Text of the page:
The 80's were The Decade Of The Lightskinnded/Goodhaired Guy, and perhaps no artist symbolizes this period in time better than Albert Joseph Brown III, better known as Al B Sure.
Luminaries like Prince, El Debarge, and yes, Gregory Abbott opened the door for the marginally talented standout high school QB from Money Earnin' Mount Vernon, NY. At the height of New Jack Swing's popularity, Al B turned down a scholarship to the University of Iowa to pursue a sangin' career. After catching the attention of music mogul Quincy Jones, Sure parlayed his exposure into a record deal at Warner Brothers.
His first single, "Night and Day" was a classic mid-tempo jawn that practically sounded like the 80's. And I don't have to remind you, the 80's sounded damn good.
Man, is that great music or what? I don't really understand half of what he's saying on this song, but the combination of the synths, the bassline, and the occasional guitar wails all adds up to a seriously nice tune. I can still remember the
dry humpin' slow draggin' at my high school dances like it was just yesterday.
Sure's second single, "Off On Your Own Girl" was far more indicative of the gluttonously overproduced musical era that was New Jack Swing.
As much as I liked this song, listening to it 20 years later reveals some cracks in the armor. Sure, it's a nice tune, but some of the stuff dude was spittin' just seems sooo corny in retrospect.
"don't sweat yourself... on the strength"
"dope on a rope... nope"
Sorry Albert, but that was some lame ass rappin' cuz.
Also on Al B's debut, but curiously sans video is one of my favorites, "Oooh This Love Is So" which has only been sampled about 27 million times by various rappers.
In Effect Mode went on to sell over 2 Million copies, which is pretty darned amazing. R&B albums seldom crossed over back in the days, black videos were segregated mainly to BET, and radio stations didn't depend nearly as much on
payola corporate dictated playlists. Like most artists, when his own recording career began to wane in the early 90's, he shifted focus to producing, penning hits for fellow Quincy Jones protege Tevin Campbell, R&B quartet Jodeci, and Faith Evans among others.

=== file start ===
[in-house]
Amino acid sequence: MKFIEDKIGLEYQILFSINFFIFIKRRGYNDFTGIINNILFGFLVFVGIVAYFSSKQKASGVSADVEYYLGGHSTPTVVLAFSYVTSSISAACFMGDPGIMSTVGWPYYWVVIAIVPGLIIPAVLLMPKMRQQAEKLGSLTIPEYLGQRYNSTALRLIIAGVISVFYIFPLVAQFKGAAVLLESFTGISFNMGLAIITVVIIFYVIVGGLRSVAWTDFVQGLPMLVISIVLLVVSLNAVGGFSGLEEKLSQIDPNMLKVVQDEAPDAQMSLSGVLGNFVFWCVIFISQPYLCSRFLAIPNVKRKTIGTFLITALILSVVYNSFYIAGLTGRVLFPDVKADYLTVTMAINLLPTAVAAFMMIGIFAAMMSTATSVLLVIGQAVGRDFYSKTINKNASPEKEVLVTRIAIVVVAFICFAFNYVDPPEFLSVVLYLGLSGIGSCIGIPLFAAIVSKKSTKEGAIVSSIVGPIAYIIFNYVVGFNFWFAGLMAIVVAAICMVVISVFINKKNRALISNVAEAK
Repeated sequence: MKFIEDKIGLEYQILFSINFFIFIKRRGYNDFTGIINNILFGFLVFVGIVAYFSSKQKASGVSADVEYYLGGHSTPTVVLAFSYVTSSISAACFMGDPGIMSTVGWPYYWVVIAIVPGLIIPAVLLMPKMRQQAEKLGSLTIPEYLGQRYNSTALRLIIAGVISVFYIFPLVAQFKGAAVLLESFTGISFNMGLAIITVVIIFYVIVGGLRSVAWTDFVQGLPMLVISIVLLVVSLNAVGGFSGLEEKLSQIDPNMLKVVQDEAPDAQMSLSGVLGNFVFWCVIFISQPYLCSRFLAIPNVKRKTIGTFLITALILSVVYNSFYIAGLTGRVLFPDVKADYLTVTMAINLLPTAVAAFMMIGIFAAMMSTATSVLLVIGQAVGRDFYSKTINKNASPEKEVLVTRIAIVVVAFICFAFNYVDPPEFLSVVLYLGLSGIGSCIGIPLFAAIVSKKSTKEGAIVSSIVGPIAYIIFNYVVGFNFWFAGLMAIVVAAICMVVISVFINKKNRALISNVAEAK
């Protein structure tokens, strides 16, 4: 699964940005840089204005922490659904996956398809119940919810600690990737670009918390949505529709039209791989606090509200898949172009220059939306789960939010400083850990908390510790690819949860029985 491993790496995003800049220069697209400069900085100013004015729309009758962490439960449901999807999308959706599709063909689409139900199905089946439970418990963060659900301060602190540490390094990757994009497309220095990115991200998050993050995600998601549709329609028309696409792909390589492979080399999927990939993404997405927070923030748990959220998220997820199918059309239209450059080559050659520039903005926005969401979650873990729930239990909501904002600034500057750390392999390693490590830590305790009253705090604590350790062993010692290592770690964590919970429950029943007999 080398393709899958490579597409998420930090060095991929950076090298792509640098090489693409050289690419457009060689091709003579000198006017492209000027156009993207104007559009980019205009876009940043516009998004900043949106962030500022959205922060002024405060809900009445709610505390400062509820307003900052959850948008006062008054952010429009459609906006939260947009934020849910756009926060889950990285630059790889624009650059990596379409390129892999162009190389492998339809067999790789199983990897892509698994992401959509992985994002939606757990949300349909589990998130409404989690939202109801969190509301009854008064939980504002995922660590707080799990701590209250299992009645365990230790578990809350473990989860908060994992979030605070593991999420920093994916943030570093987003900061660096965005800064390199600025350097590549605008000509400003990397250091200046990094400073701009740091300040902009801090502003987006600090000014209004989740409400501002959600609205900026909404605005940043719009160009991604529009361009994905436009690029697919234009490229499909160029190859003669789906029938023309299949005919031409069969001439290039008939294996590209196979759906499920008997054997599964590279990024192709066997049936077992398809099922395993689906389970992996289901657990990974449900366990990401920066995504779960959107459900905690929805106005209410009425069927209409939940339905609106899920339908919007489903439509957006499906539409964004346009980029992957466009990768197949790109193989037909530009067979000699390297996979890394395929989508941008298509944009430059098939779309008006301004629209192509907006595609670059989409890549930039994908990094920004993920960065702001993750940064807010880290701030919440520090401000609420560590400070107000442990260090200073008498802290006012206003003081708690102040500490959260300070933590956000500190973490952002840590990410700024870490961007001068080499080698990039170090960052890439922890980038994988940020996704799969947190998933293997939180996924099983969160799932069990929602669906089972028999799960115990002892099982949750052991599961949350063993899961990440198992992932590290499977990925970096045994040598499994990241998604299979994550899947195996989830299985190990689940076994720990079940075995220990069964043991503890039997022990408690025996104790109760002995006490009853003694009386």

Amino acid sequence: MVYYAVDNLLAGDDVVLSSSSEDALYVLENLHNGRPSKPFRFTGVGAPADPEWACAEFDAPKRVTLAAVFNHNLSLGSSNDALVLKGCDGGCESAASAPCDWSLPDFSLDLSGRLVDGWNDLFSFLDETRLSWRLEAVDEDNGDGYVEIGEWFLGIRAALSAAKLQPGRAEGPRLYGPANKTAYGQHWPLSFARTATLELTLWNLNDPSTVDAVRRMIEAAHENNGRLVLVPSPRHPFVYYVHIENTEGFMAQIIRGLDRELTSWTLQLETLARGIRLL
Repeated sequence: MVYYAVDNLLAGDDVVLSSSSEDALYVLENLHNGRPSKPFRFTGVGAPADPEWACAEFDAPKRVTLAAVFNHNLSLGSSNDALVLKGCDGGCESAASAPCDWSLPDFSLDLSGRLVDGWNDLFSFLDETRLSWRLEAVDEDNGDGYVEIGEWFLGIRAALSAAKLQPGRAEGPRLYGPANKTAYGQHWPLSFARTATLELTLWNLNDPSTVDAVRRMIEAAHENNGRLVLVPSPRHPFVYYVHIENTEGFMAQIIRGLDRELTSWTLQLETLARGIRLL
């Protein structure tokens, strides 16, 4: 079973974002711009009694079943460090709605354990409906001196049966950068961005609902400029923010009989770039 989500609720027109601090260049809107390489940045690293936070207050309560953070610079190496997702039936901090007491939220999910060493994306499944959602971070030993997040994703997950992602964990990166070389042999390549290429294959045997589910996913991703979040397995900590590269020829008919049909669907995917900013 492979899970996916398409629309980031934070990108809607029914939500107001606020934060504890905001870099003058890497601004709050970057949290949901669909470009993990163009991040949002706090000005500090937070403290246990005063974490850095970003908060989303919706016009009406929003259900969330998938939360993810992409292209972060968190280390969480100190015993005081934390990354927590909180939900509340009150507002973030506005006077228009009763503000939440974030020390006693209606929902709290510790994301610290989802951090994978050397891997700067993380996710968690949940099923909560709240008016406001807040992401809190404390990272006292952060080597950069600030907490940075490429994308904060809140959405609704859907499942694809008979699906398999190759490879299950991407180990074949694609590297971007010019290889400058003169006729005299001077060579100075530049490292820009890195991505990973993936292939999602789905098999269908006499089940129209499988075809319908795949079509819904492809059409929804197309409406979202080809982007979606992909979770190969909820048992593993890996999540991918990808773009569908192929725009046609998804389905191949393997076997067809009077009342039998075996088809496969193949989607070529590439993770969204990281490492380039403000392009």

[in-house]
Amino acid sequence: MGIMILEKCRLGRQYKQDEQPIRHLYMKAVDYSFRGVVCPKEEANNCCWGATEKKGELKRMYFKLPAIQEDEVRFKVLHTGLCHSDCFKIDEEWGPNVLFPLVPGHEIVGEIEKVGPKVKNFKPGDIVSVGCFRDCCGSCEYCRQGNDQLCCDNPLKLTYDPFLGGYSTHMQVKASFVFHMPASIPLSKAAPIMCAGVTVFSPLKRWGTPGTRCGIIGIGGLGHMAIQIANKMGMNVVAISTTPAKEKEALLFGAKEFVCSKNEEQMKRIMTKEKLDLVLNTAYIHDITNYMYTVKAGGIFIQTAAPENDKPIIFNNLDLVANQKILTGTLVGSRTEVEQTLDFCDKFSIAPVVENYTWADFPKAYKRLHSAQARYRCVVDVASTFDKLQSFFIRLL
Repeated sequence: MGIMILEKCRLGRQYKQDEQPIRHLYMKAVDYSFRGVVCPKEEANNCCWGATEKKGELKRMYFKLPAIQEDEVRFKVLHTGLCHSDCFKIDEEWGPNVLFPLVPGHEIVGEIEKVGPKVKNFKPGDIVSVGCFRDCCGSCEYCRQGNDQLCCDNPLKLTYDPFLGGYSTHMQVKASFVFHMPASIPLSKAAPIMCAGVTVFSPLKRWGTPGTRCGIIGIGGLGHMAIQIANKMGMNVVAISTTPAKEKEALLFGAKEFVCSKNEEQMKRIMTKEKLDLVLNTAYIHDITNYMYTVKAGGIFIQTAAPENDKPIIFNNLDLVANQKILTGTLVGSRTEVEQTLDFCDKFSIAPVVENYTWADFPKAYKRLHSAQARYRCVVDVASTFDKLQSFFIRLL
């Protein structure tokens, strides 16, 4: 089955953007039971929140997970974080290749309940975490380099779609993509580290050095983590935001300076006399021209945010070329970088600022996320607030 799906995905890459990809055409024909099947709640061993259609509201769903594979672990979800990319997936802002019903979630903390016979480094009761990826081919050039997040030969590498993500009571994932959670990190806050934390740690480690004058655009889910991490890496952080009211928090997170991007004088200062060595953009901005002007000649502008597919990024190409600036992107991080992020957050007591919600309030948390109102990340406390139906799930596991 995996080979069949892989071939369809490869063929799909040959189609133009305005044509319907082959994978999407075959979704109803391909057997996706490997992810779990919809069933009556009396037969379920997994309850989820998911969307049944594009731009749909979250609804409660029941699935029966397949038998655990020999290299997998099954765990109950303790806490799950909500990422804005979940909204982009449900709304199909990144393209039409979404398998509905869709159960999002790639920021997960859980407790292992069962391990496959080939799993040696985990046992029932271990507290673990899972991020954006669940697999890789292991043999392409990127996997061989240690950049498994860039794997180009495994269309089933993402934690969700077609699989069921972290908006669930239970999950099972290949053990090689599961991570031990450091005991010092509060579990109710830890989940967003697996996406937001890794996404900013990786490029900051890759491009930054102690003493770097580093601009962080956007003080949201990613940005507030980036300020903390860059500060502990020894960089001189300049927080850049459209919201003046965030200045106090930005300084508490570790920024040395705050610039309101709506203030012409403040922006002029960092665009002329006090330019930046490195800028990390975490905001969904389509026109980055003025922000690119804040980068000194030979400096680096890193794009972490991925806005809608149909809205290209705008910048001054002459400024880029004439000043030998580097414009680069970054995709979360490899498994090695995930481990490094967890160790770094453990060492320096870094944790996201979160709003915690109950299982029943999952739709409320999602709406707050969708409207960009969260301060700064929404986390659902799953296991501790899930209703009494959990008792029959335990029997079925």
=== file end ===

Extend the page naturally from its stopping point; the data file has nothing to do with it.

While his career fizzled, at least the man's offspring have gone on to achieve moderate levels of success. His daughter plays the flirty girl next door on Everybody Hates Chris. His oldest son, the oddly named Lil' B Sure was recently featured on some MTV singing competition so bad the name escapes me. And one of his other sons was born to ex-model Kim Porter, better known as P. Diddy's serial baby mama. I'm not sayin' this is exactly a come-up, but seriously, you could end up with far worse "semi"-stepfather arrangements. It beats havin' your Mom get knocked up by Colonel Abrams. Or for that matter, Al B Sure.
I'm just sayin'.
Sure's experiencing a bit of a career comeback in recent months. In addition to the MTV show, I caught him on some roundtable on TVOne, and as a villain in some straight-to-DVD flick a few months back. This might not sound like much, but when's the last time you saw Sammuelle, Christopher Williams, or Chuckii Booker?
Question: Ladies, just how big a crush did you have on Al B Sure? Fellas, how much did you hate hearing your girlfriend talk about this uni-browed dodo? Got any suggestions for future We Owned The 80's?
Al B Sure [Wiki]
More from the We Owned The 80's series [AB.com]
 Watching Al B Sure give his son, Lil B Sure tips on how to sing was like watching Charles Barkley give T-Mac advice on how to win an NBA title. Truly the tone deaf leading the tone deaf.
 Did she ever actually model? Not that I'd know this sorta stuff, but she clearly was no Tyra.
 Just in case anyone thinks I'm hatin' on "lightskinned/good-haired" guys, I'm not. I'm only mentioning this because it's relevant to the period in time. My own Pops was a "lightskinned/good-haired" guy for Crissakes. Let it go.